Monthly Book Discussion (Free)
Monthly Event - Second Thursday of every month: 10:00 AM (PST)
This active reading group meets on the second Thursday of each month at 10am in the Windolph Room.
November 14 - Madame Bovary (Flaubert)
December 12 - Disgrace (Coetzee)
February 13 Sons and Lovers (D.H. Lawrence, 1913)
NOTE: Due to the library being closed on February 13, this book will now be discussed at an extended session on March 13.
More than any other, this work earned Lawrence the reputation he now enjoys, or would have if he hadn’t passed away in 1930 at age 44. A refined woman marries a blue-collar man and comes to hate him, and so devotes herself to her sons. Problems ensue when one of these said sons wants to break from her grasp and find love on his own.
March 13 One Hundred Years of Solitude (Gabriel García Márquez, 1970) PLUS Sons and Lovers
One of the most influential literary works of our time, "One Hundred Years of Solitude" is a dazzling and original achievement by the masterful Gabriel Garcia Marquez, winner of the Nobel Prize for Literature.
April 10 The Moon is a Harsh Mistress (Robert Heinlein, 1967) Remember that little thing called the American Revolution? This book discusses the potential for a lunar revolution to gain independence from Earth, and is considered by many to be Heinlein’s finest work.
May 8 The Winter of Our Discontent (John Steinbeck, 1961) Morality tale about Ethan Hawley, from a former New England aristocratic family, but who now is a lowly clerk with a materialistic and unsatisfied family. His upright ways are stretched to the breaking point by the advice of friends and family, and we follow the fortunes of Ethan as wends his way along a new and slippery slope.
June 12 Room: a Novel (Emma Donoghue, 2010) Psychological drama told from the perspective a 5-year-old who’s grown up in a single 11-foot-square room with his mother as a kidnap victim. The real story unfolds when they escape and Jack must face a world he’s only known through television.
July 10 The Sense of An Ending (Julian Barnes, 2011) What if much of what you thought you knew about your past was suddenly made suspect? Tony Webster finds a journal from a college friend who committed suicide 40 years prior, and it shakes his perceptions of both his friend and how he’s spent his all-too-average life.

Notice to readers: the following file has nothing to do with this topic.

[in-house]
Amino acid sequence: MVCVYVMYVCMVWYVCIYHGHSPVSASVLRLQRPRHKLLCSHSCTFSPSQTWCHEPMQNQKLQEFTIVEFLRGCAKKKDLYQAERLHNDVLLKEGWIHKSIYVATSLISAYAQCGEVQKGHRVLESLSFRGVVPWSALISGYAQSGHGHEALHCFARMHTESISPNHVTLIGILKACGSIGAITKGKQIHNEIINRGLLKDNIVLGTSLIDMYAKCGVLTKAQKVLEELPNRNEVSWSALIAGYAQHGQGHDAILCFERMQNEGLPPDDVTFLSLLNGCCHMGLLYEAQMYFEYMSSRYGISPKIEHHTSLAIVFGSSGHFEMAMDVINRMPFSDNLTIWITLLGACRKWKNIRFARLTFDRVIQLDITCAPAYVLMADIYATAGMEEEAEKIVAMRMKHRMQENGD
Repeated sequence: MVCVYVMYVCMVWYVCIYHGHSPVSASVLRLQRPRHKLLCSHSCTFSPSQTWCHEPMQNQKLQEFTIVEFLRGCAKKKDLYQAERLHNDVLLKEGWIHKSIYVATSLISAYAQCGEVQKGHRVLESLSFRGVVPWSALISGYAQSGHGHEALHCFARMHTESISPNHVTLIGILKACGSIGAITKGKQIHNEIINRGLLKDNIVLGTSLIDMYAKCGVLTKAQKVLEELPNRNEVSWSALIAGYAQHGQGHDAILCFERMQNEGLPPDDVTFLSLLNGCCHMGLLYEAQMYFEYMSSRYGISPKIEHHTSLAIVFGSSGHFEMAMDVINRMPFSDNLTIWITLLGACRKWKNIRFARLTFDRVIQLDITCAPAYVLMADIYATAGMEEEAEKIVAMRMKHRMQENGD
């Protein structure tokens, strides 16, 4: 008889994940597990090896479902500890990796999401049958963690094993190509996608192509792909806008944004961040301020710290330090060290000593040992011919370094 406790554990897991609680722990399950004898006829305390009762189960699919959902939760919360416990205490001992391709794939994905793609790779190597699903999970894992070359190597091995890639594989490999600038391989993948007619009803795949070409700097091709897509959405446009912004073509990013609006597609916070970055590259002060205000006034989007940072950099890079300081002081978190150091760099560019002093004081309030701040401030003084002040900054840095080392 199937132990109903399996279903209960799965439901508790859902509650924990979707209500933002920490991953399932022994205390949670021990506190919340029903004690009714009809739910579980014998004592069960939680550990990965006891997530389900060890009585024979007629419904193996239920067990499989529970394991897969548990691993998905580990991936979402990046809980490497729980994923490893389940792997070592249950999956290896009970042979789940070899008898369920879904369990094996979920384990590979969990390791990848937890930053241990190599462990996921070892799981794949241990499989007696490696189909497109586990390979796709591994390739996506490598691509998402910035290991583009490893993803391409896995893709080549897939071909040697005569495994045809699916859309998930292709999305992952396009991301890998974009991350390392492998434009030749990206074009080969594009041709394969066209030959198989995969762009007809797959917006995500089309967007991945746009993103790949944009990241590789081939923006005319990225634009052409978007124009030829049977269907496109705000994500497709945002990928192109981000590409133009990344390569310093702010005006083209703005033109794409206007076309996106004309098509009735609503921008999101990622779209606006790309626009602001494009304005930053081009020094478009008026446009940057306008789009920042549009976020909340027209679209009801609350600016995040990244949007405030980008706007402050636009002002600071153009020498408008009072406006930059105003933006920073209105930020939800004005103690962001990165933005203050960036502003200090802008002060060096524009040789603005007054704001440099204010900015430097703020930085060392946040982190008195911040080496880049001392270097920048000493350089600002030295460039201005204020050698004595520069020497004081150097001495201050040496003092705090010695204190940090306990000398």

August 14 The Cellist of Sarajevo (Steven Galloway, 2008) Inspired by an actual person, the Cellist tells the important story about how people tried to go about their lives in the tumultuous and violent years during the breakup of Yugoslavia in the early 1990s. Sarajevo is also the site of the assassination of Archduke Ferdinand 100 years ago this month, leading more or less directly to World War I.
September 11 The Magus (John Fowles, 1998) Welcome to the story of Nicholas Urfe, a young Englishman who accepts a teaching assignment on a remote Greek island. There his friendship with a local millionaire evolves into a deadly game, one in which reality and fantasy are deliberately manipulated, and Nicholas must fight for his sanity and his very survival.
October 9 Sweet Tooth (Ian McEwan, 2012) Unusual tale set in Cold War England, where a beautiful and bookish co-ed is recruited by a subversive government agency called M15. His mission: infiltrate the literary circle of promising young author Tom Haley in order to help the government influence the population to think the way the government wants them to think.
November 13 1984 (George Orwell, 1948) Classic cautionary tale of government overreach, and what happens to a society when a passive population accepts being kept in the dark. Full of commonly used cultural references, and perfect reading for welcoming the coming Winter.
December 11 The Death of Ivan Ilych (Leo Tolstoy, 1886) This novella, quite possibly the shortest work ever selected by this group, traces the painful final days of Ivan Ilych, a judge in 19th century Russia. As Ivan grapples with his increasingly inevitable demise at the tender age of 45, he begins to become more honestly reflective about what kind of life he has led. Good short read for the busy holiday season.
Please pay all outstanding library fines before attending library programs.